The first decision point often comes early in a leader’s career–but not always. It’s the moment you make a commitment to gain mastery of a skill you need. “Typically, when we start our careers, we all have to face this decision, ‘What do I really want to be best at?'” Peters says. “It’s not necessarily your first or second job, but it’s hopefully a decision all young people starting out reflect on.” Some people have later launch points. “You’ve tried out two or three jobs, and none of them lit your fire. Or perhaps you studied accounting, but now you’re in your 30s and don’t want to spend the next 30 years as an accountant. That is your first launch and hopefully, having learned about yourself, the next time you’ve made a more thoughtful decision, and that becomes your real launching point.”

2. Turning Point

The turning point comes when you decide to embrace a major opportunity or a major problem. “Not, let’s see about this opportunity, but really committing to it,” Peters says. Why is commitment at this moment so important? Because, inevitably, you’ll encounter roadblocks, especially as an entrepreneur, she says. “It is a tougher challenge. There are obstacles and fewer resources. You feel the setbacks more. That’s why it’s important to make the emotional commitment of being all in. ‘Comes a setback, I’m not giving up. I’m going to do whatever it takes to get through this.'” Just as important, if you really commit, other people will see that in you. “People respect that, and if your energy is out there in a committed way to do something specific that’s important to you, it’s very compelling,” Peters says. “People pick up on it and want to be around that energy and drive. It builds the platform for establishing your leadership in your field.”

3. Tipping Point

The tipping point occurs when you encounter a fundamental barrier and decide to break through it by taking a significant risk. “It can be an internal barrier; for instance, the fact that you’ve never done something before and you have to get through it,” Peters says. “Or it may be an environmental barrier, such as a significant competitive threat to your business, so that to stay competitive, you have to do something really bold or head in a completely new direction. You’re saying, ‘Yes, I can get past this, and by breaking through this barrier, I will take my leadership to the next level.'” One business owner Peters interviewed reached his tipping point during the economic downturn. He responded by building out his management team, hiring great executives when they needed jobs. It was a big risk with a big payoff: Once the economy recovered, his business more than doubled.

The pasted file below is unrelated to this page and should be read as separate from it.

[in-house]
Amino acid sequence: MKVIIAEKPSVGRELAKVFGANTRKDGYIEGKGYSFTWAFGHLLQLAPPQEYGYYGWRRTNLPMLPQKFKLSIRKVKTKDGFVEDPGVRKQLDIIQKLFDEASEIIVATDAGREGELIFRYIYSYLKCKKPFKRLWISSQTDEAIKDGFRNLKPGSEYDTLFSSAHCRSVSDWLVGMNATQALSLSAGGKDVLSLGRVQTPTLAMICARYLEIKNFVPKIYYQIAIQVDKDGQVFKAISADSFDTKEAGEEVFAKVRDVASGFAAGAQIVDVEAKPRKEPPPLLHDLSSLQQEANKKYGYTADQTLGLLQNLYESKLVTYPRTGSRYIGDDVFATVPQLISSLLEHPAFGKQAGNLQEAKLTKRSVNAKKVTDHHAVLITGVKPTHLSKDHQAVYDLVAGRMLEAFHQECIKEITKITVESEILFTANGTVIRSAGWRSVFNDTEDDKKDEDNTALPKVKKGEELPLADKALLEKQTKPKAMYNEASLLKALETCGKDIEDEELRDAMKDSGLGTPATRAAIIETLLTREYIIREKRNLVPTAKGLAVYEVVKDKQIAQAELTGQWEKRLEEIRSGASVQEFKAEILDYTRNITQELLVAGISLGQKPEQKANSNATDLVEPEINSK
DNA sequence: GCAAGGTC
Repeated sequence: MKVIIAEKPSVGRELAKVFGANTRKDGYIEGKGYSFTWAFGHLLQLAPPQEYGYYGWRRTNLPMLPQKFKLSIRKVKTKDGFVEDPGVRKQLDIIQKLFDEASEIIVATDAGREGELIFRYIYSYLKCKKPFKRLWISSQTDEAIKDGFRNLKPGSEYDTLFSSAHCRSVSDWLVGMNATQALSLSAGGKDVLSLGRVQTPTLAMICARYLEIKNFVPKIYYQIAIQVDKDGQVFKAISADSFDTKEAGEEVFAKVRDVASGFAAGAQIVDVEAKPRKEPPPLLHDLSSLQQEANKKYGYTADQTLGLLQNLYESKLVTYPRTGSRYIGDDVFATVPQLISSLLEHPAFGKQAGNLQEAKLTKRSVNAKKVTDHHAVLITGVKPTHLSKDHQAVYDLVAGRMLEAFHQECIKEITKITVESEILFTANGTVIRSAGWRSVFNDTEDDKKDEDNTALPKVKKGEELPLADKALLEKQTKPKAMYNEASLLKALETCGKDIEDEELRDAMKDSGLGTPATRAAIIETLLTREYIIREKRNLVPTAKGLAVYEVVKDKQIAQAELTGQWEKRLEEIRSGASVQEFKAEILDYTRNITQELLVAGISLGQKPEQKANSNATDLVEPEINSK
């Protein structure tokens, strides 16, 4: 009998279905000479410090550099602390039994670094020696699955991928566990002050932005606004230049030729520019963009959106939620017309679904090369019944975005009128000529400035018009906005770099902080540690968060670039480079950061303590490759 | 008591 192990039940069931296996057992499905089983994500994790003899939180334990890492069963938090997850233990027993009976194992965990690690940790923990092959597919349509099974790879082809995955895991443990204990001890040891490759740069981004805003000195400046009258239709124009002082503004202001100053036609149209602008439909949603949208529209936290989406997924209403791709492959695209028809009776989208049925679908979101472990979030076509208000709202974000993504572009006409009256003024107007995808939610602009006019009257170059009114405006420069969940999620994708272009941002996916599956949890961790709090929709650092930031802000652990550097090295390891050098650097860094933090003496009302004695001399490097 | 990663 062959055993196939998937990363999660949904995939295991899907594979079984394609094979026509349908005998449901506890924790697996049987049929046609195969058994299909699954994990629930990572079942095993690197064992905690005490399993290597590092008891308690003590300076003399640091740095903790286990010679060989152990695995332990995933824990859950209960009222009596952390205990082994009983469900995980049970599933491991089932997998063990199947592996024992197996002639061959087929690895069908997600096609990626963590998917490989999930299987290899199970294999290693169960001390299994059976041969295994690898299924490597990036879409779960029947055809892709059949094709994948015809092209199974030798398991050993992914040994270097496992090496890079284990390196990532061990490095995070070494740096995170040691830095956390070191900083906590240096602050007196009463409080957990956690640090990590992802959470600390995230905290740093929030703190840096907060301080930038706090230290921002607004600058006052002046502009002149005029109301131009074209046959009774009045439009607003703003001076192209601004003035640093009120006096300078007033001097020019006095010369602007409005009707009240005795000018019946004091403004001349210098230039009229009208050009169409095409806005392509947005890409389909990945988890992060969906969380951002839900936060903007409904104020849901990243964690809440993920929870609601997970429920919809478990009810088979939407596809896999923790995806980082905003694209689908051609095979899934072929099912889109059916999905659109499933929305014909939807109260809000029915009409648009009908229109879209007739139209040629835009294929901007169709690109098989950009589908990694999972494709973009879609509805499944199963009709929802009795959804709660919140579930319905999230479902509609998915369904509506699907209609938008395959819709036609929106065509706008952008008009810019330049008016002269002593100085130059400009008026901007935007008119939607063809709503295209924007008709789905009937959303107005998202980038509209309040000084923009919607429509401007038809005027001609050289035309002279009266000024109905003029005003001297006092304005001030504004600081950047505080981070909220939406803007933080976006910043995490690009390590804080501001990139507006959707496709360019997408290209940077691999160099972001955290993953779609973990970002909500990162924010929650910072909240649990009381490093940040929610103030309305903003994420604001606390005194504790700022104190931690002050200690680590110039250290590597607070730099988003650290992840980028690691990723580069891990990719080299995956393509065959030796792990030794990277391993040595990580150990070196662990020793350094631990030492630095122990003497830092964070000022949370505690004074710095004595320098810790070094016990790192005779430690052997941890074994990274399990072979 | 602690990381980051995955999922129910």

4. Recommitment

“Twenty or twenty-five years in, everyone faces this decision,” Peters says. You’ve had some accomplishments and successes. Things have gone well for a long time, but you don’t bring quite the same passion to the work that you used to. “When the decision is to recommit to the same company or job, it’s really based on recommitting to a more purposeful goal,” Peters says. “You’ve had business success, and now you want to create your legacy. It’s moving the goalposts further. That recommitment gives the decision maker the energy and drive to continue on.” Sometimes, Peters says, recommitment means making a change. “You think you’ve done everything you want to do here, and now you want to do this other thing. And you’re in your mid-50s–which is a typical age for this–so it’s now or never. It winds up being a recommitment to yourself.”

5. Letting Go

Letting go is a strategic business decision, especially for a company founder, Peters says. Whether you decide to move on when you reach your recommitment point or recommit to the same company and spend many more years in your role, there comes a time sooner or later when even the best leaders need to move on from their roles. “How gracefully you make that decision and handle the transition depends on succession planning,” Peters says. It can take as long as five years to choose, mentor, and train the person who will take over your role, and then step aside when he or she is ready to lead without you. “So many founders think, This is my baby; it all depends on me,” Peters says. “Part of being indispensable is taking on the responsibility of choosing the next leader and preparing that leader for success.”